"These businesses and their related parties, including owners and employees, may be very good at operating their companies but are certainly not steeped in securities laws," Purcell wrote.

Requiring them to prefile "every Facebook like, every Tweet, every Pinterest, every mention in a post or comment on a LinkedIn forum, or every handwritten sign they may place in the reception area of their businesses is simply not practical," he stated. "Even with the best of intentions, it is not reasonable to expect that the rule will be complied with by these small issuers.

And even if it were, the millions of postings would likely overwhelm any database that the SEC creates for such a purpose." Purcell said that the SEC should provide an exemption from the rule for offerings by business issuers raising less than $5 million, or it should create a separate standard for funds, differentiated from businesses capital raising directly to grow and create jobs.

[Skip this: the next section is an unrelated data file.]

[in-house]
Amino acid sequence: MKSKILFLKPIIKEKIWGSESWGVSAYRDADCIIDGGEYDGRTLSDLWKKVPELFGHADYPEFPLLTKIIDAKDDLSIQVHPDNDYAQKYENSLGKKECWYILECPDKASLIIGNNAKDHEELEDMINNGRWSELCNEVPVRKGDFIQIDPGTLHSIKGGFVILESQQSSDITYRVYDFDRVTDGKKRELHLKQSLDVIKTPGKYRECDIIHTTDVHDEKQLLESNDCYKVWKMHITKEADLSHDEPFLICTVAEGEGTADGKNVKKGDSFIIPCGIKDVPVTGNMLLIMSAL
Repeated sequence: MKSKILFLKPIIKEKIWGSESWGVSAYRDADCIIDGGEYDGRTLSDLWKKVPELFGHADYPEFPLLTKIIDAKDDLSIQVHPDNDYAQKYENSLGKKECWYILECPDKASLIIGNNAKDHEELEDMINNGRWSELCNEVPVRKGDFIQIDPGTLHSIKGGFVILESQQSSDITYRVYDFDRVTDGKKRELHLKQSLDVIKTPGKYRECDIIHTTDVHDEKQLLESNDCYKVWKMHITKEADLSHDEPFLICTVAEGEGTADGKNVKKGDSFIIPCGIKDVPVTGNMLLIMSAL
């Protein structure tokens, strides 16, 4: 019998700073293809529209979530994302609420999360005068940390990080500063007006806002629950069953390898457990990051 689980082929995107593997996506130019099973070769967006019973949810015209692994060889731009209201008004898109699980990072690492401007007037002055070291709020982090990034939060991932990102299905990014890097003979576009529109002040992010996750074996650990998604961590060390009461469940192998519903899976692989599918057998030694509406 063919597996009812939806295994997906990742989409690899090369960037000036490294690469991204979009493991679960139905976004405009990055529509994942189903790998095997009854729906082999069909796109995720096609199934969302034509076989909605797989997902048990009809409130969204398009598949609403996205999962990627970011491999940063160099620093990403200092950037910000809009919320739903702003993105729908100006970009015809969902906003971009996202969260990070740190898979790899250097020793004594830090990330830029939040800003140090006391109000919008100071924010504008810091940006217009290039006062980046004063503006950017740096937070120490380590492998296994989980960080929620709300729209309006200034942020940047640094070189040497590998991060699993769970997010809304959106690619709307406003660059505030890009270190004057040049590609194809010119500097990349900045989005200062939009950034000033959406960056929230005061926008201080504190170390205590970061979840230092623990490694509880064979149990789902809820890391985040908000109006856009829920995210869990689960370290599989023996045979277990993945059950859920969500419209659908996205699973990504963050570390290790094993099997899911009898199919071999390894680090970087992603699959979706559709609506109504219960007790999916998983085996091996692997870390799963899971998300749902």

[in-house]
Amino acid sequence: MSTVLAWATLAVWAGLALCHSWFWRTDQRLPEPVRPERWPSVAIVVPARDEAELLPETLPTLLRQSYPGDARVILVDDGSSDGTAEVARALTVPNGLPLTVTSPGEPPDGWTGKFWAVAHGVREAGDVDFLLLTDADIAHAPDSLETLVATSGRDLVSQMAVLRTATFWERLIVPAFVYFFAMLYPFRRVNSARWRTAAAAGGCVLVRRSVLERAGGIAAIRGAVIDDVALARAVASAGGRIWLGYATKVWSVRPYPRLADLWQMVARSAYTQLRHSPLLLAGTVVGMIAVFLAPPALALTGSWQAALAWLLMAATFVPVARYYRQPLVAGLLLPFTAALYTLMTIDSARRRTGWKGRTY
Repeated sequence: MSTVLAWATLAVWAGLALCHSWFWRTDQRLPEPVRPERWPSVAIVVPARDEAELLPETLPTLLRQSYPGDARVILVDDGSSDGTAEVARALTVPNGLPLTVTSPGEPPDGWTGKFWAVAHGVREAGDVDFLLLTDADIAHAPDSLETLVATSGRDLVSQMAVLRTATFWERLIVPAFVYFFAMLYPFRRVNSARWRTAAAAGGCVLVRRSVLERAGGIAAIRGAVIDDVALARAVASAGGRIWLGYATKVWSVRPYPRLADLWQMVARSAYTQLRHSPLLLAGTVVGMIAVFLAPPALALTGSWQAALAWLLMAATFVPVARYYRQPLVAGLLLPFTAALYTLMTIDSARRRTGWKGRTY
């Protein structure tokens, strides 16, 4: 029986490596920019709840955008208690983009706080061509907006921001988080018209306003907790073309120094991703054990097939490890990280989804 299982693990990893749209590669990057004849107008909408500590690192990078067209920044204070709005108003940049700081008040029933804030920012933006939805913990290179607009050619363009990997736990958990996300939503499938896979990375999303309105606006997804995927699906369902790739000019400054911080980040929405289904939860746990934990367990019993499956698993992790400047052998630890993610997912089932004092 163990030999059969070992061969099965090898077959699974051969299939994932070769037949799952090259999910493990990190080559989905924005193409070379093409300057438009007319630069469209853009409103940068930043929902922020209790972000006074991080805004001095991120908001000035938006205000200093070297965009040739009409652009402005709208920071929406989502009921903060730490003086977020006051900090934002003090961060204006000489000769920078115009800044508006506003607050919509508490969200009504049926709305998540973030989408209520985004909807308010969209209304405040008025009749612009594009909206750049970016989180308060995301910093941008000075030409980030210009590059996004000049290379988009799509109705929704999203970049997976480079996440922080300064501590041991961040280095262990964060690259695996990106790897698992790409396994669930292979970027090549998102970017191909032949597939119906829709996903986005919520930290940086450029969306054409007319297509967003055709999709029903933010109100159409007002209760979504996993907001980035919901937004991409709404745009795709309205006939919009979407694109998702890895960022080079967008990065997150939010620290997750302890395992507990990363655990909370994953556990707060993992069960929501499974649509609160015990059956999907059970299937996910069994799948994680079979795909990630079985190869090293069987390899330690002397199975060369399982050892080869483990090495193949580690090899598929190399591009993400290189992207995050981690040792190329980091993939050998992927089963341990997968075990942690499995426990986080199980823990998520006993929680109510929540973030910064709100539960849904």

"There's no way a startup can digest all this," said Jason Crawford, the 33-year-old co-founder of tech startup Kima Labs. It raised $770,000 from angel and seed investors including his parents in 2010 before selling itself to Groupon Inc. in 2012 for an undisclosed amount. Kima Labs made iPhone apps, including one called Barcode Hero, which allowed users to scan the barcodes of products, comment on them and view other users' comments.

"The securities laws are so complex," Crawford said. "No one understands them except the experts. I'm lucky because I work with good lawyers," he continued. "It's probably going to lead to extra legal expenses, but I'll be able to avoid penalties and major problems. I worry about the guys who can't afford a good lawyer. Good luck trying to do it yourself."

Crawford said he supports an exemption for the smallest tech startups to allow them to avoid the filing requirements. "There are a lot of areas where the filing requirements could be lessened," he said. Mitchell Littman, a partner with the law firm of Littman Krooks LLP in New York, said he was surprised people are so concerned about the new filing requirements because it is premature to say for sure how the new rules will affect raising capital.

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